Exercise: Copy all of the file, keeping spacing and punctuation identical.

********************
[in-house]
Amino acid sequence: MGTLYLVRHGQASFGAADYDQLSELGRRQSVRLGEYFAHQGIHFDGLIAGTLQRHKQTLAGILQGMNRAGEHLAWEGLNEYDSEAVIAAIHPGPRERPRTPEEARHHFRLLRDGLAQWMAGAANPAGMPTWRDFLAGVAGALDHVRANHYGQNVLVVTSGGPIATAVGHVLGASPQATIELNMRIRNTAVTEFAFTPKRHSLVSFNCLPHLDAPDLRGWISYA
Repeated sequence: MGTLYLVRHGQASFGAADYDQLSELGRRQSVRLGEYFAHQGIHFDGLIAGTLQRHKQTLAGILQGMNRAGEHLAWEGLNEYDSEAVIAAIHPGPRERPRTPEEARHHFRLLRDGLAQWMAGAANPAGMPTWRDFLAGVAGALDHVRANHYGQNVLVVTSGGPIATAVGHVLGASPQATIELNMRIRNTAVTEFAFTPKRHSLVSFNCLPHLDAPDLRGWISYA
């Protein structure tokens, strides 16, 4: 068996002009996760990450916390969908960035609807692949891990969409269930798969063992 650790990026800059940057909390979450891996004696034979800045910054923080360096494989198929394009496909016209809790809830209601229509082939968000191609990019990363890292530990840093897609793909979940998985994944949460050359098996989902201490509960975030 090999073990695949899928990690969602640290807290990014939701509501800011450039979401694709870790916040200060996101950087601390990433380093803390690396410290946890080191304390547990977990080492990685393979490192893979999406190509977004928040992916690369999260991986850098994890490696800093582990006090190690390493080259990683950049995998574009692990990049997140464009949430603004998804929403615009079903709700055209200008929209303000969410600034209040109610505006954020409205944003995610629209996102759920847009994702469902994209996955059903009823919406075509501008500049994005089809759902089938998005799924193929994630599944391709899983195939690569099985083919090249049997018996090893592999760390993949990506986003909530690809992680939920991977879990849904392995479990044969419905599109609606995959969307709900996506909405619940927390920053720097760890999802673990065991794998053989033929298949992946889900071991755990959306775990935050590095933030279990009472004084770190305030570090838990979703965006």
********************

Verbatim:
[in-house]
Amino acid sequence: MGTLYLVRHGQASFGAADYDQLSELGRRQSVRLGEYFAHQGIHFDGLIAGTLQRHKQTLAGILQGMNRAGEHLAWEGLNEYDSEAVIAAIHPGPRERPRTPEEARHHFRLLRDGLAQWMAGAANPAGMPTWRDFLAGVAGALDHVRANHYGQNVLVVTSGGPIATAVGHVLGASPQATIELNMRIRNTAVTEFAFTPKRHSLVSFNCLPHLDAPDLRGWISYA
Repeated sequence: MGTLYLVRHGQASFGAADYDQLSELGRRQSVRLGEYFAHQGIHFDGLIAGTLQRHKQTLAGILQGMNRAGEHLAWEGLNEYDSEAVIAAIHPGPRERPRTPEEARHHFRLLRDGLAQWMAGAANPAGMPTWRDFLAGVAGALDHVRANHYGQNVLVVTSGGPIATAVGHVLGASPQATIELNMRIRNTAVTEFAFTPKRHSLVSFNCLPHLDAPDLRGWISYA
């Protein structure tokens, strides 16, 4: 068996002009996760990450916390969908960035609807692949891990969409269930798969063992 650790990026800059940057909390979450891996004696034979800045910054923080360096494989198929394009496909016209809790809830209601229509082939968000191609990019990363890292530990840093897609793909979940998985994944949460050359098996989902201490509960975030 090999073990695949899928990690969602640290807290990014939701509501800011450039979401694709870790916040200060996101950087601390990433380093803390690396410290946890080191304390547990977990080492990685393979490192893979999406190509977004928040992916690369999260991986850098994890490696800093582990006090190690390493080259990683950049995998574009692990990049997140464009949430603004998804929403615009079903709700055209200008929209303000969410600034209040109610505006954020409205944003995610629209996102759920847009994702469902994209996955059903009823919406075509501008500049994005089809759902089938998005799924193929994630599944391709899983195939690569099985083919090249049997018996090893592999760390993949990506986003909530690809992680939920991977879990849904392995479990044969419905599109609606995959969307709900996506909405619940927390920053720097760890999802673990065991794998053989033929298949992946889900071991755990959306775990935050590095933030279990009472004084770190305030570090838990979703965006």